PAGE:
Why Are Other Yields Falling as the Treasury Bond Yield Rises?

By: Paul Kasriel | Tue, Jun 9, 2009
Print Email

There is a lot in the press these days about how the recent rise in Treasury bond yields has the potential to abort a nascent economic recovery. To this I say, nonsense! Chart 1 shows that as the Treasury bond yield has risen in recent weeks, the yields on privately-issued debt have declined in absolute levels. Chart 2 shows that the stock market has been trending higher since March as the Treasury bond yield has risen.

Chart 1

Chart 2

This combination of a rise in the Treasury bond yield, declines in yields on privately-issued bonds and rising stock prices is consistent with an asset allocation shift away from an asset with no credit risk to assets with credit risk. How can this lessen the chances of an economic recovery? If the current and increased supply of Treasury debt coming to market were "crowding out" private debt issuance, then the yields on privately-issued debt would be holding steady or rising in tandem with the rise in the Treasury bond yield. But again, yields on privately-issued debt are falling. In sum, investor risk appetite is returning, which is a good thing for the prospects of an economic recovery, not a bad thing.



Paul Kasriel

Author: Paul Kasriel

Paul L. Kasriel
Director of Economic Research
The Northern Trust Company
Economic Research Department
Positive Economic Commentary
"The economics of what is, rather than what you might like it to be."
50 South LaSalle Street, Chicago, Illinois 60675

Paul Kasriel

Paul joined the economic research unit of The Northern Trust Company in 1986 as Vice President and Economist, being named Senior Vice President and Director of Economic Research in 2000. His economic and interest rate forecasts are used both internally and by clients. The accuracy of the Economic Research Department's forecasts has consistently been highly-ranked in the Blue Chip survey of about 50 forecasters over the years. To that point, Paul received the prestigious 2006 Lawrence R. Klein Award for having the most accurate economic forecast among the Blue Chip survey participants for the years 2002 through 2005. The accuracy of Paul's 2008 economic forecast was ranked in the top five of The Wall Street Journal survey panel of economists. In January 2009, The Wall Street Journal and Forbes cited Paul as one of the few who identified early on the formation of the housing bubble and foresaw the economic and financial market havoc that would ensue after the bubble inevitably burst. Through written commentaries containing his straightforward and often nonconsensus analysis of economic and financial market issues, Paul has developed a loyal following in the financial community. The Northern's economic website was listed as one of the top ten most interesting by The Wall Street Journal. Paul is the co-author of a book entitled Seven Indicators That Move Markets.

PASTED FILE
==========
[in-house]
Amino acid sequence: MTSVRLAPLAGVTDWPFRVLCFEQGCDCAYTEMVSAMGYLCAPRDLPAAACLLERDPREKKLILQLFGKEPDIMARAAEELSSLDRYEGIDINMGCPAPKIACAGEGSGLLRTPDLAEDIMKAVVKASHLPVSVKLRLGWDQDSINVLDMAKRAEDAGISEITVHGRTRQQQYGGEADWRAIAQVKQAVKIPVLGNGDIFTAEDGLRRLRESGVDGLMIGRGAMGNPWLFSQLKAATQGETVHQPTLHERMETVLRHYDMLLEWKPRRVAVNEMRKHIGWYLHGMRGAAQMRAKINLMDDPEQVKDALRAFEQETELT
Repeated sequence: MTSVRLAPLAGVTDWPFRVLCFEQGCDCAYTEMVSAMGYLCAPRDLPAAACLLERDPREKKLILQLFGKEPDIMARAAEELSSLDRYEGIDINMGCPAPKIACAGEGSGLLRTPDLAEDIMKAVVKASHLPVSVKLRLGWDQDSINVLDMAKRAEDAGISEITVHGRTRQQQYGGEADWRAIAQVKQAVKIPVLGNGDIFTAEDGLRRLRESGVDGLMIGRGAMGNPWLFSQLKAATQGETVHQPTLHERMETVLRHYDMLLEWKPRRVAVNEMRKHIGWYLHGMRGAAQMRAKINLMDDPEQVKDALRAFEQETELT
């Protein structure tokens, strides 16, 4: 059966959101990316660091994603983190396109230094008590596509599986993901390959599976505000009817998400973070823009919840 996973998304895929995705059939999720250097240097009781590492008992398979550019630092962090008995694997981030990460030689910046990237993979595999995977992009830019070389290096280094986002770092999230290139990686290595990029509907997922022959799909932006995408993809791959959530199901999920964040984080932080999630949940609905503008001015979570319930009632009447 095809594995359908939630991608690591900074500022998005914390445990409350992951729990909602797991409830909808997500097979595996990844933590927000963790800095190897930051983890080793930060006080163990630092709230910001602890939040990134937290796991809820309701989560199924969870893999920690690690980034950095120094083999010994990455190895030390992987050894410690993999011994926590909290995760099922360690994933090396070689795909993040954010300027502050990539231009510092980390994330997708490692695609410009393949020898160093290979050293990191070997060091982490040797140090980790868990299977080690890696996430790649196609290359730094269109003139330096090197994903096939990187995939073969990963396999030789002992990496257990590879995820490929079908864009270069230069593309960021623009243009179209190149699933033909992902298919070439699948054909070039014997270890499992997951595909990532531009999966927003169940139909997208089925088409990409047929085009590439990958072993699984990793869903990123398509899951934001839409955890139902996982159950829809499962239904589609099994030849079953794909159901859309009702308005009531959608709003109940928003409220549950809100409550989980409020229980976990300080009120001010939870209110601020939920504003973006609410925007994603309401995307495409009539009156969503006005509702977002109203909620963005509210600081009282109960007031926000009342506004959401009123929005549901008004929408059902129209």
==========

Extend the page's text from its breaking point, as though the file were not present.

Paul began his career as a research economist at the Federal Reserve Bank of Chicago. He has taught courses in finance at the DePaul University Kellstadt Graduate School of Business and at the Northwestern University Kellogg Graduate School of Management. Paul serves on the Economic Advisory Committee of the American Bankers Association.

The opinions expressed herein are those of the author and do not necessarily represent the views of The Northern Trust Company. The information herein is based on sources which The Northern Trust Company believes to be reliable, but we cannot warrant its accuracy or completeness. Such information is subject to change and is not intended to influence your investment decisions.

Copyright © 2005-2012 The Northern Trust Company

All Images, XHTML Renderings, and Source Code Copyright © Safehaven.com